Paying attention to sounds and movements is an early step in listening for sounds—a reading skill.

Hold a mirror up to your child’s face and ask, "Who's that baby?" Then say their name. Pull the mirror away and watch them. Do they smile? Wave their hands and feet? Do they reach out for the mirror? Comment on what they're telling you with their actions.


This game is a fun way to help your child learn to focus and pay attention as they notice you and the mirror. They're also learning about how to communicate with others as you respond to their sounds and movements. This will help them learn to talk in the future.

Go sightseeing in your home! Walk with your baby and point out different objects. Describe an item and if safe, let them touch it. Say, "Do you feel the lamp shade? It is rough. Watch what happens when I turn on the light." Pay attention to where they point or look and respond.


Your child learns by watching and listening to you. When you sightsee at home, you're developing the skill of focus—paying careful attention to details—while also making connections between words and actions. They're learning what interests them matters!

Grab whatever is nearby, like a blanket, a book, or your hands, and use it to play Peek-a-boo with your child. First you hide behind it and then say "Peek-a-boo!" Next, let them be the hider.


Peek-a-boo helps your child learn that you're still there, even when you're hiding. But most of all, it's fun! Your face and voice are their favourite toys.



Night Time Routine

'Activities' to explore with your child during bath time and bed time.
woman giving baby a bath

As you're putting your child to bed rock them gently and sing softly to them. Pay attention to how they tell you they want more singing. Do they turn their head toward you? Smile? Move? What do they do to say "Enough"? Cry? Turn away? Take note of how to respond to their cues now and in the future!


Singing to your child before bedtime is like a calming conversation using music. You sing, they respond, you respond etc. They're learning how it feels to calm themself, which is an important life lesson.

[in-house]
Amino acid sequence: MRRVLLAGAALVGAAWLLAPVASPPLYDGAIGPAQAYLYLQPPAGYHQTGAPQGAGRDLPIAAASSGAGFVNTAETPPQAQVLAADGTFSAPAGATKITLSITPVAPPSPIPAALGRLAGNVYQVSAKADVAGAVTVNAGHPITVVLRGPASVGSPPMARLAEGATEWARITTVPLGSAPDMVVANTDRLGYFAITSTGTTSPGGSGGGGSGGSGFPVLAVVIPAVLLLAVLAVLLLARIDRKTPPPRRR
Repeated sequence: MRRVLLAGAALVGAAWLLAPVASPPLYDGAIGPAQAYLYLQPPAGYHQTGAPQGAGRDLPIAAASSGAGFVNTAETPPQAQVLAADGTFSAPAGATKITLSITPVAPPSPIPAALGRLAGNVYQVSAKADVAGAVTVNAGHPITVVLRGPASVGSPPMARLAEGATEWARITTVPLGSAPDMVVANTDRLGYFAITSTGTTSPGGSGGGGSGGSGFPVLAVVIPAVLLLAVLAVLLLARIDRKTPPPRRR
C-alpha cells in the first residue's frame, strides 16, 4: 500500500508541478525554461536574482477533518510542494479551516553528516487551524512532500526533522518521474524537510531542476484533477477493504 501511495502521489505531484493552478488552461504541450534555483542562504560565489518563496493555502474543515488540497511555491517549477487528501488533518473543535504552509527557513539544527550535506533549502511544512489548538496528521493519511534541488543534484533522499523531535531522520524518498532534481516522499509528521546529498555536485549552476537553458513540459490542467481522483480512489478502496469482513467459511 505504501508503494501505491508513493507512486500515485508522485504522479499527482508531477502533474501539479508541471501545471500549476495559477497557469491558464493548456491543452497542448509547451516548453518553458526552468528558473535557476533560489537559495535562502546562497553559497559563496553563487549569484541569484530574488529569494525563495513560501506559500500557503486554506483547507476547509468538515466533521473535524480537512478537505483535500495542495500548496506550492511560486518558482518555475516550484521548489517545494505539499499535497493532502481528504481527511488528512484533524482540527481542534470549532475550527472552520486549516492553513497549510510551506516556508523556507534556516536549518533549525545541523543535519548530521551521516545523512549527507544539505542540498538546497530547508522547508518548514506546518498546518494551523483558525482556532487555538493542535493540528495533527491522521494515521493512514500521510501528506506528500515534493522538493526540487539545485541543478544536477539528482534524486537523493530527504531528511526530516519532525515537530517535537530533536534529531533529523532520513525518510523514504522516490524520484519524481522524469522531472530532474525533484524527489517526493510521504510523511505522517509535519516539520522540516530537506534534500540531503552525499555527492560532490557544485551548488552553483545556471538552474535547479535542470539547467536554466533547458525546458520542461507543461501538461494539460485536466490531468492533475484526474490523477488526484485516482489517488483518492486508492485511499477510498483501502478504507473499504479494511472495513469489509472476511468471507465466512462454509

As you get your child ready for bed, talk to them about what you’re doing—taking off their daytime clothes ("night night clothes") turning the lights down ("night night lights"), closing the shades ("night night outside").


Regular routines help children learn to go to sleep more easily. When you name the activities, you're helping them learn words for these activities—even before they can say those words themselves.

Is your child starting to babble? Use bath time as an opportunity to babble about "b". If they say, "ba", you can say, "Baby takes a bath with bubbles! Ba-ba-ba!" If they respond with more babbles, copy them right back! What other words can you make from their babbling sounds?


You’re helping your child develop communication skills when you respond to their sounds with sounds of your own, building on their babbling to create words. They're also learning to engage in the back and forth "conversations" that are basic to relationships and learning.

At bedtime, talk to your child about the weather today and what it meant for you. "Today was COLD. I wish I had worn a heavy jacket because I was outside all morning!"


Talking about everyday activities helps build children's vocabulary, communication skills, and their brains!